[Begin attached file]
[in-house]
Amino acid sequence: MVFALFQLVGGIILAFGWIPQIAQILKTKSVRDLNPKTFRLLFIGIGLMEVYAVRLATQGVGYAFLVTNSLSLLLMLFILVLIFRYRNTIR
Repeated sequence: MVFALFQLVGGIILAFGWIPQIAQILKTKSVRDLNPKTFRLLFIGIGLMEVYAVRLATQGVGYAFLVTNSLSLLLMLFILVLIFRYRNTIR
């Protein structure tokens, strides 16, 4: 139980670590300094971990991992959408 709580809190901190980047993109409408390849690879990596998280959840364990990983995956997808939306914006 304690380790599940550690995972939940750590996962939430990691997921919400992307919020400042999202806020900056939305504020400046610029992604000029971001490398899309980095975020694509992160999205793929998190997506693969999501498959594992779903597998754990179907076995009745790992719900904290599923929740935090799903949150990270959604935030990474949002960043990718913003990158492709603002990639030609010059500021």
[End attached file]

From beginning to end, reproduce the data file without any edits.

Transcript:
[in-house]
Amino acid sequence: MVFALFQLVGGIILAFGWIPQIAQILKTKSVRDLNPKTFRLLFIGIGLMEVYAVRLATQGVGYAFLVTNSLSLLLMLFILVLIFRYRNTIR
Repeated sequence: MVFALFQLVGGIILAFGWIPQIAQILKTKSVRDLNPKTFRLLFIGIGLMEVYAVRLATQGVGYAFLVTNSLSLLLMLFILVLIFRYRNTIR
């Protein structure tokens, strides 16, 4: 139980670590300094971990991992959408 709580809190901190980047993109409408390849690879990596998280959840364990990983995956997808939306914006 304690380790599940550690995972939940750590996962939430990691997921919400992307919020400042999202806020900056939305504020400046610029992604000029971001490398899309980095975020694509992160999205793929998190997506693969999501498959594992779903597998754990179907076995009745790992719900904290599923929740935090799903949150990270959604935030990474949002960043990718913003990158492709603002990639030609010059500021």